Movies like Disney’s “Encanto” are drawing attention to the unique challenges Latino and Latina immigrants face. Therapists who spoke with CNN said many first-generation children of immigrants see themselves reflected in “Encanto,” hear their experiences in the soundtrack, and are using the film to speak out about things that otherwise might go unsaid.
We asked One Hope United therapists about the film, and the steps they take to provide culturally informed therapeutic treatment to their clients. Below, Aidee Mireles-Manna, Multi-Systemic Therapy Supervisor with One Hope United, shares her insights.
“The new Disney movie Encanto explores themes and topics that are present in many of our clients’ lives. Clients also see some of their own personality traits in the Encanto characters. For example, Mirabel is striving to keep her family whole; Isabela represents the perfectionist who feels she cannot fail; Luisa feels she must carry the weight of the family on her shoulders; Bruno is the family secret that must go unspoken; and Abuela is the matriarch who unknowingly passes down her trauma.
The experiences these characters represent, from first-generation immigrants trying to keep their culture alive in a new country, to siblings and parents contending with a family member’s mental health problems or addiction, impact the lives of so many. As therapists, we feel we can help by serving as a bridge between Latino immigrant parents and their children.
To help families identify triggers related to trauma, we start by helping parents learn how to use self-regulation and coping skills. We shift parents’ thoughts about what topics are “taboo.” Some adults do not want to talk about trauma, sexual abuse, or domestic violence; they may even believe they have to stay in a dangerous relationship to keep their family together. In cases like this, we educate adults about healthy relationships and self-esteem. We prepare them with safety planning and life skills, as well as the best way to approach conversations with their extended family to avoid blaming. Identifying past trauma is key to preventing future trauma.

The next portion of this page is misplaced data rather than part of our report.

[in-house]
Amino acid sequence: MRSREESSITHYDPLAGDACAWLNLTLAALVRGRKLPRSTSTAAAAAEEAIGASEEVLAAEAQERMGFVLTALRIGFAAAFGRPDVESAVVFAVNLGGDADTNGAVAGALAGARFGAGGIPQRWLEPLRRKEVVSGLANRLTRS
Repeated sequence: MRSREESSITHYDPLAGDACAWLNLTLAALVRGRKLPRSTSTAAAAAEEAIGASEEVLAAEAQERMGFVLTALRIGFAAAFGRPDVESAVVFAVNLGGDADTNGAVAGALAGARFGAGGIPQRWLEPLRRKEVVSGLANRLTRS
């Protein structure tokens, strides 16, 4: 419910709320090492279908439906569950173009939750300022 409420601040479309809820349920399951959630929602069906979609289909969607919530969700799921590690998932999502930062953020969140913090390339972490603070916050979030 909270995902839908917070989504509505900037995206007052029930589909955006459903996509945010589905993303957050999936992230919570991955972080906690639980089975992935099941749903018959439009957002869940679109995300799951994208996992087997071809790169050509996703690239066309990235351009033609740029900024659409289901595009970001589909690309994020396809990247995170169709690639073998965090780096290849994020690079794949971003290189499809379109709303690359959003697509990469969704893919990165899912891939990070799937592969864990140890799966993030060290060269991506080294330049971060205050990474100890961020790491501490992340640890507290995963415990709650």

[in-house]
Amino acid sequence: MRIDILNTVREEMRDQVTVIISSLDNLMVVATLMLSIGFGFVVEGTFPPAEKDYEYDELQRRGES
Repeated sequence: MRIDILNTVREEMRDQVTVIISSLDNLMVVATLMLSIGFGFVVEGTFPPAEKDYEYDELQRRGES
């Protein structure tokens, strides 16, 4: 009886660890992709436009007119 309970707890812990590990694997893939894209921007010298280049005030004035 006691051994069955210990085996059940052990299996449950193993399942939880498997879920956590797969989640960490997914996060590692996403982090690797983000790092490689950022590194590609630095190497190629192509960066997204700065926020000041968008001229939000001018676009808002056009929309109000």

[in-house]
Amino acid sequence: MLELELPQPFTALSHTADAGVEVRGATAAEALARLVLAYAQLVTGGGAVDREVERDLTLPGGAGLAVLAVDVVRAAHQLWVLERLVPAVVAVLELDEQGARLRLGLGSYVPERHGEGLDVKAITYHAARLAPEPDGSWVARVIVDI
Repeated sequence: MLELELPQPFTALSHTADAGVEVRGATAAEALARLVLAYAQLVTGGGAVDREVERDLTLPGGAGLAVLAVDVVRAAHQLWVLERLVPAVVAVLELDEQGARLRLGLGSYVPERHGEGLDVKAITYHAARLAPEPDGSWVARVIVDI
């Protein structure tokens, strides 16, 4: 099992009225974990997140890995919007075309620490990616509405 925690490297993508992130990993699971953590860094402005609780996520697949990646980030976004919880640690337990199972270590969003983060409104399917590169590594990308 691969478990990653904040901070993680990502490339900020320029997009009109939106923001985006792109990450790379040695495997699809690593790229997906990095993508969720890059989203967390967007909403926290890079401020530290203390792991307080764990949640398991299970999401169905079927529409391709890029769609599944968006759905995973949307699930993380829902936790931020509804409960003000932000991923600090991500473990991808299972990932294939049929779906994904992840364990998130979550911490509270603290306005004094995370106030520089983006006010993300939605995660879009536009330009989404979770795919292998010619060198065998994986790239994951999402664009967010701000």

Another source of conflict for families is assimilating to a new country. Sometimes, parents are concerned their children will lose their identity or connection with their culture. I have also seen cases where children are embarrassed of parents’ traditions, and this is painful for parents. We want to bring peace to families, along with balance. We strive to help them build a future where parents feel comfortable adjusting to a new culture while preserving their own, and even creating new traditions unique to their own family. We also work to help family members understand what it is like in their loved one’s shoes. Children grow to understand the fears and stress their parents deal with every day, and we highlight the importance of open communication in a safe, healthy environment.
We also help clients explore the role they play, and the emotional weight they carry, in their family. Children may believe they have to silence their needs, dreams, or goals so they will not be a burden. Immigrant parents often carry the need to “prove” it was worth it to leave their family in their home country by finding financial success in the U.S. We help each family member to identify a healthy and realistic balance. We also try to help parents understand that they do not need to be the “perfect” family or pretend everything is fine when times are tough – it is not weak to need help parenting or building a support system.
Latino families are proud of being close to each other as one, big, happy group that celebrates birthdays and holidays together, so when families immigrate to the United States, they might feel incomplete without their extended family. Children also miss their extended family and may feel their parents “forced” them to leave their home country. In these cases, therapists focus on identifying the strengths of that specific family, and how they can use those strengths to thrive together in their new environment.
Our efforts center around helping multi-generational families come to terms with the obstacles they face, so they can build a strong foundation for future generations.”
Learn more about One Hope United’s Behavioral Health services.